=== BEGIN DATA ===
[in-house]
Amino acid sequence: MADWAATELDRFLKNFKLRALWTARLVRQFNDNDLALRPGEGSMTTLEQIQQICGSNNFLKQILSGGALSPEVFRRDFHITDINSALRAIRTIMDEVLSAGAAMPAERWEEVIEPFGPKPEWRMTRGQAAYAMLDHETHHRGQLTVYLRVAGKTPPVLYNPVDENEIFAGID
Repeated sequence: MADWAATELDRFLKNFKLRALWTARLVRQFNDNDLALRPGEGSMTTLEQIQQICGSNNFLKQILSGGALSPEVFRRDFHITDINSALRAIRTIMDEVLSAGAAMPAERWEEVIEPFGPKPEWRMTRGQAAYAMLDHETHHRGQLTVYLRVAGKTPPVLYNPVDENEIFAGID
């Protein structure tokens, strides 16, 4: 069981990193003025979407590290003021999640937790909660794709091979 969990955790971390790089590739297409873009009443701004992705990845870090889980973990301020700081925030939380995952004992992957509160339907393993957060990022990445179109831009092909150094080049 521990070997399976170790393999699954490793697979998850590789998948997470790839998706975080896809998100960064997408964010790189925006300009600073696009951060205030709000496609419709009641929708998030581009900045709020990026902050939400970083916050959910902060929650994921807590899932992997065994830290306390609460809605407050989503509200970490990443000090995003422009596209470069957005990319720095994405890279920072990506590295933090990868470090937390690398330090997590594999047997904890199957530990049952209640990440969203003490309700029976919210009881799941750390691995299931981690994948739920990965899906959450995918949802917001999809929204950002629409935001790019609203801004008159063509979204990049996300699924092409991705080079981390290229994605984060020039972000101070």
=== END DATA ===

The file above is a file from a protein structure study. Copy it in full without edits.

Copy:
[in-house]
Amino acid sequence: MADWAATELDRFLKNFKLRALWTARLVRQFNDNDLALRPGEGSMTTLEQIQQICGSNNFLKQILSGGALSPEVFRRDFHITDINSALRAIRTIMDEVLSAGAAMPAERWEEVIEPFGPKPEWRMTRGQAAYAMLDHETHHRGQLTVYLRVAGKTPPVLYNPVDENEIFAGID
Repeated sequence: MADWAATELDRFLKNFKLRALWTARLVRQFNDNDLALRPGEGSMTTLEQIQQICGSNNFLKQILSGGALSPEVFRRDFHITDINSALRAIRTIMDEVLSAGAAMPAERWEEVIEPFGPKPEWRMTRGQAAYAMLDHETHHRGQLTVYLRVAGKTPPVLYNPVDENEIFAGID
């Protein structure tokens, strides 16, 4: 069981990193003025979407590290003021999640937790909660794709091979 969990955790971390790089590739297409873009009443701004992705990845870090889980973990301020700081925030939380995952004992992957509160339907393993957060990022990445179109831009092909150094080049 521990070997399976170790393999699954490793697979998850590789998948997470790839998706975080896809998100960064997408964010790189925006300009600073696009951060205030709000496609419709009641929708998030581009900045709020990026902050939400970083916050959910902060929650994921807590899932992997065994830290306390609460809605407050989503509200970490990443000090995003422009596209470069957005990319720095994405890279920072990506590295933090990868470090937390690398330090997590594999047997904890199957530990049952209640990440969203003490309700029976919210009881799941750390691995299931981690994948739920990965899906959450995918949802917001999809929204950002629409935001790019609203801004008159063509979204990049996300699924092409991705080079981390290229994605984060020039972000101070």